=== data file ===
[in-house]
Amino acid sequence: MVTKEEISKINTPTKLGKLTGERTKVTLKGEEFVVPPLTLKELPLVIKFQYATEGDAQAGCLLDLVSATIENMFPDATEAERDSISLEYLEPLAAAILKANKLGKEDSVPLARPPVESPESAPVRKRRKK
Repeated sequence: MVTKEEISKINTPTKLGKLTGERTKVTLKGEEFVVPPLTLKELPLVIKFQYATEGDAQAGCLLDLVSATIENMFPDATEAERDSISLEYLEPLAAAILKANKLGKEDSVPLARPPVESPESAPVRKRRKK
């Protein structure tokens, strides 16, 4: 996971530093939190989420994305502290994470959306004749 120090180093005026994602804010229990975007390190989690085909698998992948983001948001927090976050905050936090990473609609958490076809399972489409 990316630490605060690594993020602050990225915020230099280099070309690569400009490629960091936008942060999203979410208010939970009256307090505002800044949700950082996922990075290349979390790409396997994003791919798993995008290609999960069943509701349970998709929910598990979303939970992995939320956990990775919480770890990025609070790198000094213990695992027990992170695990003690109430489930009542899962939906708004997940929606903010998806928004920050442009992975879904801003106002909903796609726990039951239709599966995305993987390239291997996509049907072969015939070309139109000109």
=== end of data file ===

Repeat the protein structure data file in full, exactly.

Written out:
[in-house]
Amino acid sequence: MVTKEEISKINTPTKLGKLTGERTKVTLKGEEFVVPPLTLKELPLVIKFQYATEGDAQAGCLLDLVSATIENMFPDATEAERDSISLEYLEPLAAAILKANKLGKEDSVPLARPPVESPESAPVRKRRKK
Repeated sequence: MVTKEEISKINTPTKLGKLTGERTKVTLKGEEFVVPPLTLKELPLVIKFQYATEGDAQAGCLLDLVSATIENMFPDATEAERDSISLEYLEPLAAAILKANKLGKEDSVPLARPPVESPESAPVRKRRKK
């Protein structure tokens, strides 16, 4: 996971530093939190989420994305502290994470959306004749 120090180093005026994602804010229990975007390190989690085909698998992948983001948001927090976050905050936090990473609609958490076809399972489409 990316630490605060690594993020602050990225915020230099280099070309690569400009490629960091936008942060999203979410208010939970009256307090505002800044949700950082996922990075290349979390790409396997994003791919798993995008290609999960069943509701349970998709929910598990979303939970992995939320956990990775919480770890990025609070790198000094213990695992027990992170695990003690109430489930009542899962939906708004997940929606903010998806928004920050442009992975879904801003106002909903796609726990039951239709599966995305993987390239291997996509049907072969015939070309139109000109």